“Yes; one of them is ‘Goodness’ and the other is ‘Mercy,’ for David wrote about goodness and mercy following him all the days of his life.”
You might not think it was goodness and mercy to have a couple of dogs yapping at you to keep you from going to the left or to the right, but it is God’s mercy that keeps us in the straight and narrow way, and He uses trial and difficulty for that very purpose. He is “the Father of mercies.”
And then again He is called “The God of all comfort.” There are two things of which God is said to have the monopoly: He is “the God of all grace” and He is “the God of all comfort.” All grace comes from Him, all lasting comfort comes from Him. “Consolation” and “comfort” are the same in the original text, and you get it from God. I suppose you have noticed that in the Word of God the three Persons of the blessed adorable Trinity are all spoken of as engaged in the ministry of comfort. Here we have the Father of our Lord Jesus Christ as the God of all comfort. Then we remember the title the blessed Lord uses for the Holy Spirit. John 14, 15 and 16 speak of Him as “Another Comforter,” the “Parakletos,” the One who comes to our help to sustain and strengthen. And in 1 John 2:1 we read, “If any man sin, we have an Advocate with the Father, Jesus Christ the righteous.” The word “Advocate” is the same Greek word translated “Comforter” in the other passages. “If any man sin, we have a Comforter.” That refers to the Lord Jesus. So God the Father is the Comforter, God the Holy Ghost is the Comforter, and God the Son is the Comforter. How wonderfully well we are taken care of! The entire Godhead is engaged in comforting and sustaining the people of the Lord.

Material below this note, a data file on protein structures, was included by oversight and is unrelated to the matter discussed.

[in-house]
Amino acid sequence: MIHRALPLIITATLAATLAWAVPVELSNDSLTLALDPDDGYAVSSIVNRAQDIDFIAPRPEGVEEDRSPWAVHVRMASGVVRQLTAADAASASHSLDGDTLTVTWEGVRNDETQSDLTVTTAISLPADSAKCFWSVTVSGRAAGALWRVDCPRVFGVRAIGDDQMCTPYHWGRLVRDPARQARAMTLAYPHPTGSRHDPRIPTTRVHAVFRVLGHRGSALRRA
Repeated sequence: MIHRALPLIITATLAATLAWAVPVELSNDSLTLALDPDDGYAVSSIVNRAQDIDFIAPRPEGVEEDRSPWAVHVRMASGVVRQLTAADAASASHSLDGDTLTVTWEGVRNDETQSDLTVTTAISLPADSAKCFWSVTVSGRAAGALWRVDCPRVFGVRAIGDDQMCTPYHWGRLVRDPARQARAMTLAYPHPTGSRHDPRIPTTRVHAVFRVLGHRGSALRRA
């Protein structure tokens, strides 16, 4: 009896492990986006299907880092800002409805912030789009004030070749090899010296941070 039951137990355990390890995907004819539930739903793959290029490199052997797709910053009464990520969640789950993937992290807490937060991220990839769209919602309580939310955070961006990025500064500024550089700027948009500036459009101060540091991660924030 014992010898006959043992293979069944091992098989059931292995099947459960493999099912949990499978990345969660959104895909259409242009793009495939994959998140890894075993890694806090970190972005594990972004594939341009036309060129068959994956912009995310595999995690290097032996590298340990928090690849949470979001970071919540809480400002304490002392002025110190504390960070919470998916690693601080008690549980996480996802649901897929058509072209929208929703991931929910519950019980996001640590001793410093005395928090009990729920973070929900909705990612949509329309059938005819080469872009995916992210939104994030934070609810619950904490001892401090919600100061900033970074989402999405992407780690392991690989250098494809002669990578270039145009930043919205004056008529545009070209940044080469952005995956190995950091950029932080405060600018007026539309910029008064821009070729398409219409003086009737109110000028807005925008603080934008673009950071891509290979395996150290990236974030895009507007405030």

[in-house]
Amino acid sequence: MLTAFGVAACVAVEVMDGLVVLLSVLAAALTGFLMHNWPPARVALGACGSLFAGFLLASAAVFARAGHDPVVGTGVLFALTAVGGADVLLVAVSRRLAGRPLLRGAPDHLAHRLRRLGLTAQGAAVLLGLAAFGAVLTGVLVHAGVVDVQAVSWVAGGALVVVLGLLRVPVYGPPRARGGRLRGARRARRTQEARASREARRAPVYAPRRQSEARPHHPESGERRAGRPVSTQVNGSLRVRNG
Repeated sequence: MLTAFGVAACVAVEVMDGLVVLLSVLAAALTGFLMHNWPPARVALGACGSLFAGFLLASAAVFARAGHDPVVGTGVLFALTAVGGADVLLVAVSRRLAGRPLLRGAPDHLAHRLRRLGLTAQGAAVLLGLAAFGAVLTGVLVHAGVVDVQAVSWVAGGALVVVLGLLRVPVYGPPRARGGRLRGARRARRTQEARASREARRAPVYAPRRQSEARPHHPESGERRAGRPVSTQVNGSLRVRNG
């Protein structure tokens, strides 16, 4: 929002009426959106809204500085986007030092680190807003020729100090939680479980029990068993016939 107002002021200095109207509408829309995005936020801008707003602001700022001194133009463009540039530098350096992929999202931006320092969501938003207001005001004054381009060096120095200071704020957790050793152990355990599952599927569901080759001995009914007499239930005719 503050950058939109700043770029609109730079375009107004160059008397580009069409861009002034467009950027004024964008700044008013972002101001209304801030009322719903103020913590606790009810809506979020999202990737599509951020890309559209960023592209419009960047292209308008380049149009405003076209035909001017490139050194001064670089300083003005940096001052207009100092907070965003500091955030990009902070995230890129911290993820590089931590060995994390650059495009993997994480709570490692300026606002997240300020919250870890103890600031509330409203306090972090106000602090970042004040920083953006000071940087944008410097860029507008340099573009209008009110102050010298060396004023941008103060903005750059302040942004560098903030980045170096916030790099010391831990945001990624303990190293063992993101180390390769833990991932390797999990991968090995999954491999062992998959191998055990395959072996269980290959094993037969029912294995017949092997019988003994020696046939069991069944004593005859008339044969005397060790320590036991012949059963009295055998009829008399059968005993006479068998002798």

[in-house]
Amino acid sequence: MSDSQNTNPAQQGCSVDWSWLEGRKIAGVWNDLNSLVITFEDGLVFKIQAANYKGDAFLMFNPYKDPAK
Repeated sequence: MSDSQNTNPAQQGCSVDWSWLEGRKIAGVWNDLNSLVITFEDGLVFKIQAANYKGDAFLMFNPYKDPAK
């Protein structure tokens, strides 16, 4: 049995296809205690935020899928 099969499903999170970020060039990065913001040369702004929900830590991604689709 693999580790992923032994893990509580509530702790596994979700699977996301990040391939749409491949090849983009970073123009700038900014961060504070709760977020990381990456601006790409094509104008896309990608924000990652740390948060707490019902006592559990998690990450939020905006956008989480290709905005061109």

The first aspect of comfort we all need is that of forgiveness. It was the Lord Jesus who said to the poor troubled one, “Daughter, be of good comfort; thy faith hath made thee whole” (Matt. 9: 22). Has He said that to you? Do you know the comfort of divine forgiveness? “Comfort ye, comfort ye My people…cry unto her…that her iniquity is pardoned: for she hath received of the Lord’s hand double for all her sins” (Isa. 40:1, 2). The “double” was really the doubling up of the bond after it was paid, and the debt that stood against us has been paid by our Lord Jesus, and so ours may be the comfort of forgiveness.